So in a way Dots can help you to iterate faster by making artistic changes in the editor and see them in a build player. To understand what I mean see this Part of the 2019 Copenhagen Keynote.

    To help reduce the shader variant build time I think somewhere in 2020 the shader variant caching will work better? Sadly I have no link to back that up.

    Edit: Out of curiosity and if any unity dev stumbles upon this. Is Unity IL2CPP based on and/or has anything to do with this project: https://github.com/anydream/il2cpp? The github project is from 2018, so clearly years after unity started to do Il2CPP, but I have not followed this long enough to know if there was any predecessor.
     
    Last edited: Aug 8, 2020
    xVergilx, Lukas_Kastern and Nyanpas like this.
  5. tertle

    tertle

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    Is this really still an issue these days? The biggest advantage of asset database v2 is that it finally keeps a seperate cache for each build target. Gone are the days of having to reimport everything when switching targets. And accelerater helps with completely fresh changes.
     
    MNNoxMortem likes this.
  6. MNNoxMortem

    MNNoxMortem

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    Honest answer: Absolutely no idea :D I have not re-run the test benchmark with Asset Database v2, but thanks for pointing it out. I'll definetly forward and test that :)
     
  7. Jes28

    Jes28

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    For the time being adb2 make fill that it work but in many cases it dont :)
    I mostly never change target but really often change branch, and have new blocking import every time on more or less big changes in branch, reimport of all fbx and textures all the time :(

    Looking forward for rest of Unity improvement in this area :)
     
    MNNoxMortem likes this.
  8. Joachim_Ante

    Joachim_Ante

    Unity Technologies

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    As has been pointed out, DOTS itself can't really improve build times.
    As a whole Unity is working on a lot of changes to improve build times however.

    1. We are rewriting our compilation & build pipeline to be fully incremental. We are making our code based pipeline fully incremental, IL2CPP / Mono / Burst. Internally we use a project called Bee for this. It is how we compile the Unity codebase, a C# graph based incremental build pipeline frontend using tundra on the backend https://github.com/deplinenoise/tundra . This gives us very fast detection of what dlls need to be rebuilt / caches them etc.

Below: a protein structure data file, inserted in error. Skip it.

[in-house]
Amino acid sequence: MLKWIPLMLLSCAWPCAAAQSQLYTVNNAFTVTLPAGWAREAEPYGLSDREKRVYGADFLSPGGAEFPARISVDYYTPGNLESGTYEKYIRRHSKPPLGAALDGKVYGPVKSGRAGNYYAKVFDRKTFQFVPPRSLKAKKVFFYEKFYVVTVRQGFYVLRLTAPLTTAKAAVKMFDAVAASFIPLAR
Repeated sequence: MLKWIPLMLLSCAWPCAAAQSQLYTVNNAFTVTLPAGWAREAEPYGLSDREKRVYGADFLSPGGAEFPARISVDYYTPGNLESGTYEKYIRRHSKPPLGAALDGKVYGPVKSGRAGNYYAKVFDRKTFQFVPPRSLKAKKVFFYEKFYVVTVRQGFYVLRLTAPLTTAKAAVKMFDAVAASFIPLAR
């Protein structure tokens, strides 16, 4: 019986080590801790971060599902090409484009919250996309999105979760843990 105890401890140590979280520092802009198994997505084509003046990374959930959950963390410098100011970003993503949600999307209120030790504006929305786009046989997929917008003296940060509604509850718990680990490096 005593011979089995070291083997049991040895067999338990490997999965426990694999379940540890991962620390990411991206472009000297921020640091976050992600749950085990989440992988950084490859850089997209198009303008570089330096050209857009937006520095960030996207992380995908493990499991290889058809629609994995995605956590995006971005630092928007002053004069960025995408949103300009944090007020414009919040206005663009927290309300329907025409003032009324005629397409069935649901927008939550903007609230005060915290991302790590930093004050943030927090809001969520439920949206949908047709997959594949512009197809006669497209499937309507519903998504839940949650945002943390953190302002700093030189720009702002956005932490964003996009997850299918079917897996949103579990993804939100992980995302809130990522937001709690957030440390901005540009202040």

Some of these pieces are more complex than others. Eg. IL2CPP requires a lot of refactoring related to how generics sharing in order to make builds fully incremental. The incremental IL2CPP work is still not complete and still needs a lot of work.

    2. We are moving deployment to a fully incremental device deployment pipeline called PRAM. (Copying gigabytes of data to devices quickly becomes the bottleneck once everything is incremental)

    3. We added a low level build api to unity to separate build manifest, code, data so each can be independently incrementally deployed. This enables the incremental build pipeline. This functionality has landed in 2020.2

    4. In dots we are using asset bundles for all Graphics assets. Next dots release supports asset bundle deduplication between subscenes and the resulting asset bundles are cached / incrementally built. Converted entity binary scene files are already cached / incrementally built by the asset pipeline.

    In the next coming months we will be able to ship a preview of the first phase of the incremental build pipeline as part of dots. It will give big wins compared to what we have now and will work well for mid-sized projects. This will be an opt-in checkbox in the build config assets. First preview will be focused on DOTS, but we will also bring this functionality to GameObject based projects later on.


    This is definitely a very active area of investment right now.

    Beyond this we have big plans with more optimised data formats for asset bundles and ensuring we can truly support massive scale projects with a fully incremental pipeline as well as full featured device live link.

    All this is part of the DOTS principles of scale & iteration speed, but we are also building this in a way so that existing MonoBehaviour based projects get all the wins on performance.